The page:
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Dark Tower Universe: Stephen King's DT Related Books

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Greetings, Constant Reader;

Come with me on a fantastic journey through the mind of one of the greatest living writers to discover which books should be read to truly understand and complete the Dark Tower series.  Stephen King began the Dark Tower series in 1970 with the words, "The man in black fled across the desert, and the gunslinger followed," but the series and universe continued to expand for many years to encompass many of his greatest novels. 

As a reader who discovered King in the early 90s, I was drawn into the early Dark Tower books more than his other works, and eagerly awaited the continuation of the series - for LONG years at a time!  When his other novels began to also feature Dark Tower-related stories, I appreciated the story even more.  To make it easier on us Tower Junkies, later Dark Tower novels even noted the related books (in bold) inside the covers to make them easier to find.  I think that incorporating his other novels into the Dark Tower series has made this one of the very best fantasy series that I've ever read.

Since I want you to experience the wonderful storytelling in each of these books, I will avoid spoiling them other than to give general information on how the story relates to the Dark Tower Universe.  The list is ranked in order of how closely each story is related to the Dark Tower series, and therefore how important it is to read the book to understand the Dark Tower story.  Each entry will also include a short explanation of how I feel it relates to the Dark Tower series, and is ranked as such: one star (*) means the relationship is almost nonexistant while 4 stars (****) mean the relationship is central to the plot of the series, and the book is a must-read for Dark Tower fans.  Enjoy all of these wonderful books, and the rest of the Stephen King library!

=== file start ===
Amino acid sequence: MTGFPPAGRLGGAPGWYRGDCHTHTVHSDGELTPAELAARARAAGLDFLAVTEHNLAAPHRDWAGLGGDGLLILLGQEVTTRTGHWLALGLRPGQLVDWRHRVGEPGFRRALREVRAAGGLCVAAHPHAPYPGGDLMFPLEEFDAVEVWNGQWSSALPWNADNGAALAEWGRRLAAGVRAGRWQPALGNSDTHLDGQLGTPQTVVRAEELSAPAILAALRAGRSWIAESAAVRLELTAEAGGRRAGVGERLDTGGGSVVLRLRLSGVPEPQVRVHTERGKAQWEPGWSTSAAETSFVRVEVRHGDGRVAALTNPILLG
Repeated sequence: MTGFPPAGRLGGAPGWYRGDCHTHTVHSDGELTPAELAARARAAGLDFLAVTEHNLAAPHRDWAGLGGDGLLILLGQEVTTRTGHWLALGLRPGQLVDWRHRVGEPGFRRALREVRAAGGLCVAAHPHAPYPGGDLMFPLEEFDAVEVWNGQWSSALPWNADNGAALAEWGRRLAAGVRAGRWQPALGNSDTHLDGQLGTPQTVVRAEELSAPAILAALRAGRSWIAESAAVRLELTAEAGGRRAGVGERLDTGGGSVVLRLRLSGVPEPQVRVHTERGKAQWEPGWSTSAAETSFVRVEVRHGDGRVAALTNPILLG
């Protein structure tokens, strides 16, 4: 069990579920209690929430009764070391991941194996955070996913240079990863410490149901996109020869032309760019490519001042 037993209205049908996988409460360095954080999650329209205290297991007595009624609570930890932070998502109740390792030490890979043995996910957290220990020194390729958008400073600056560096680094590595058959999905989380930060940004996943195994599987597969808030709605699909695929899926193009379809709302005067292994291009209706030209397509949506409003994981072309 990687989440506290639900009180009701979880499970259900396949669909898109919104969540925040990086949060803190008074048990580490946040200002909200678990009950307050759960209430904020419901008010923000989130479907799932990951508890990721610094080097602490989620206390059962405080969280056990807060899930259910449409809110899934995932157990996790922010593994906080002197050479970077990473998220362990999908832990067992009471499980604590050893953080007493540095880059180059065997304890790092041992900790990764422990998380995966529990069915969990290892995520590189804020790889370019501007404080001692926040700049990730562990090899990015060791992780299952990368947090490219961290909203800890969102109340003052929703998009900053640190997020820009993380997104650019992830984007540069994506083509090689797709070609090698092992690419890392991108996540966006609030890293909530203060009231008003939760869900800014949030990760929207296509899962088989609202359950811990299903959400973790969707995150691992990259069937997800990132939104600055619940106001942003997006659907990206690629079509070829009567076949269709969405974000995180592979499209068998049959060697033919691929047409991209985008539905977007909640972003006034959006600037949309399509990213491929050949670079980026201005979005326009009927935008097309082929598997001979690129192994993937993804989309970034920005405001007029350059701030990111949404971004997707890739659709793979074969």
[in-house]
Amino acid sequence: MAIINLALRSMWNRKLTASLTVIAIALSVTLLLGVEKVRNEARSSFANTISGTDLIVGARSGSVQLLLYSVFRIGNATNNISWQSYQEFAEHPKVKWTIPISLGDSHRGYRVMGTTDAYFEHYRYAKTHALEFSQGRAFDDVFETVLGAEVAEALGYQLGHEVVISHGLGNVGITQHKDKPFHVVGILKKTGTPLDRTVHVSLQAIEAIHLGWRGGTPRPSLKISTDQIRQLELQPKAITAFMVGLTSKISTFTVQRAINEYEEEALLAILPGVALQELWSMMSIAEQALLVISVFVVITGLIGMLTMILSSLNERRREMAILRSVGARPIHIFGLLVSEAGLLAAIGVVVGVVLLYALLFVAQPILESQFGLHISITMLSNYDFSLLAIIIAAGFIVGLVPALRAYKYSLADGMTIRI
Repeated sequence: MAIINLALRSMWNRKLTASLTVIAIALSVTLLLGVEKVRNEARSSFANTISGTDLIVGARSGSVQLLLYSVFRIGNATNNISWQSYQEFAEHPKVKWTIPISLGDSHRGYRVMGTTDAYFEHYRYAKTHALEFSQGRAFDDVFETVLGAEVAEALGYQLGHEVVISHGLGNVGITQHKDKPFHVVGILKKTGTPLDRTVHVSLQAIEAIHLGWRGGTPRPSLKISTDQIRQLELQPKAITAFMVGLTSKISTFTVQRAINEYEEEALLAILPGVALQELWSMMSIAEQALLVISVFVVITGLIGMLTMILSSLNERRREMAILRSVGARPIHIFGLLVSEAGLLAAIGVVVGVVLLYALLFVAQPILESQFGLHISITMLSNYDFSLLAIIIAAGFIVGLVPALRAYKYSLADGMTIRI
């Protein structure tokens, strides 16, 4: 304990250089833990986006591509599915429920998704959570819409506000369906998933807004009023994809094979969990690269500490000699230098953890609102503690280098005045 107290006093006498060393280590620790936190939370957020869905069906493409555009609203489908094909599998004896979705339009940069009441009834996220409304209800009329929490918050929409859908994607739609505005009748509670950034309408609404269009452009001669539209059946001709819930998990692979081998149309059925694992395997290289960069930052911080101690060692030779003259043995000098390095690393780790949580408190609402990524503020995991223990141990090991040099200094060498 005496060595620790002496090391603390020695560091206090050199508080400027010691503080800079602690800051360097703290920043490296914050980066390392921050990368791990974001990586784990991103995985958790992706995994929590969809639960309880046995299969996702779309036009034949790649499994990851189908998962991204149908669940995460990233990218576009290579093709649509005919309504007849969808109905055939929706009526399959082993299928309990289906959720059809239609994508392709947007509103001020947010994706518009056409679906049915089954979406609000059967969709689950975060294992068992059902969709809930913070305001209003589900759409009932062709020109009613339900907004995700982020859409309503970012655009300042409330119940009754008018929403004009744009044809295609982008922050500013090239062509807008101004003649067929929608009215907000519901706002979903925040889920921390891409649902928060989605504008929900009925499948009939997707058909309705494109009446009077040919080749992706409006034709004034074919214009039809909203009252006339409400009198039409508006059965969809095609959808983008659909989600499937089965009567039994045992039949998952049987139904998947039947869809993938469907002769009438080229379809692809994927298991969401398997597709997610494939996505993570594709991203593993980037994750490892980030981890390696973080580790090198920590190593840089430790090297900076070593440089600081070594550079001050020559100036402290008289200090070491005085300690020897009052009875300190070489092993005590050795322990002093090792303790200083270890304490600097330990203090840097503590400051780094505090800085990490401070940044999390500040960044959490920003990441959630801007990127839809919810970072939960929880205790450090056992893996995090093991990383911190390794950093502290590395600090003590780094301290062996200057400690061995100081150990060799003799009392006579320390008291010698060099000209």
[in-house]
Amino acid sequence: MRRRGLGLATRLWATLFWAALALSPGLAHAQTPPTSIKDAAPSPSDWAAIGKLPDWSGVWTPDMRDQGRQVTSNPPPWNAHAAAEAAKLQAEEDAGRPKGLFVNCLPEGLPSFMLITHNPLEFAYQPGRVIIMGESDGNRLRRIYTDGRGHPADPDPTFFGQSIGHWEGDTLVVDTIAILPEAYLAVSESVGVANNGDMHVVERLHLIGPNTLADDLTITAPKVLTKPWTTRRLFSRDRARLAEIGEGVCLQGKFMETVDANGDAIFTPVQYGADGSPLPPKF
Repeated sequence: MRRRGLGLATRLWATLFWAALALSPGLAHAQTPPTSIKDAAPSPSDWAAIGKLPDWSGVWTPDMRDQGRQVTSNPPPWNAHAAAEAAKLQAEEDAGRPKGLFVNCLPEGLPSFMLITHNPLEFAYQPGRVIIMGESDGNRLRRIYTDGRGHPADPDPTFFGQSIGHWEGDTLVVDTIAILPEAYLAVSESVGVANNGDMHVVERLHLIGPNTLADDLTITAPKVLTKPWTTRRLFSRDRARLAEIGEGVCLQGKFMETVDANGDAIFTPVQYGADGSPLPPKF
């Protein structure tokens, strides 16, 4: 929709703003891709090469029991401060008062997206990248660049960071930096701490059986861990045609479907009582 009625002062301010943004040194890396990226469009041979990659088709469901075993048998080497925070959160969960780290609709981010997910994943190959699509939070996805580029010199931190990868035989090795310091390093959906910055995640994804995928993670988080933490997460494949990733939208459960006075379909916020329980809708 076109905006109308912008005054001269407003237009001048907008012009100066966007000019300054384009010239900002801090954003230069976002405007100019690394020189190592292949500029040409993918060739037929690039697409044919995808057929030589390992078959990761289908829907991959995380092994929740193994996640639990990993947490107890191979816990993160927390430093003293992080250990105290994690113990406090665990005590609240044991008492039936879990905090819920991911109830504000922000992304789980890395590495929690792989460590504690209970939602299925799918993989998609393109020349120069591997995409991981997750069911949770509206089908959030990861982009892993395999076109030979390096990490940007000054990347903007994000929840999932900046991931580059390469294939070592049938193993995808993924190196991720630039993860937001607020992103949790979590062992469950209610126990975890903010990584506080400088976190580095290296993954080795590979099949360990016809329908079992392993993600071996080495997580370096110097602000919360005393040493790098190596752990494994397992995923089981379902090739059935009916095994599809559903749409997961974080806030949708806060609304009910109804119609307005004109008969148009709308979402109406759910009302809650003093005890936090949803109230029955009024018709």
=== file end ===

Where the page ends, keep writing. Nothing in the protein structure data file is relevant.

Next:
Books Essential to the Dark Tower Story

  • Dark Tower I - VII: Main story of the Dark Tower universe; a must-read for all Stephen King or fantasy fans!

 

  • 'Salem's Lot: A priest in this story becomes a very important character in later Dark Tower novels, and the 'Salem's Lot book itself becomes central to the Dark Tower plot. (****)

 

  • The Stand: Story occurs on another level of the "Tower;" Randall Flagg (the bad guy of The Stand) is a major player throughout the Dark Tower series; Dark Tower characters briefly travel in the world of "The Stand" after the story's events have occurred. (****)  P.S.  The Stand is also being produced as a graphic novel.

 

  • Insomnia: The Crimson King, another evil force, is involved in both this story and the Dark Tower; a lesser character envisions Roland and the Dark Tower, and later is "drawn" into the actual Dark Tower story; this book is specifically mentioned in the Dark Tower series as being the most related to the Dark Tower novels. (****)

 

  • Everything's Eventual: One short story, The Little Sisters of Eluria, is all about one of Roland's earlier adventures; the title story features a man who later is involved in the Dark Tower series (**** for LSoE and the story Everything's Eventual; rest of stories are unrelated)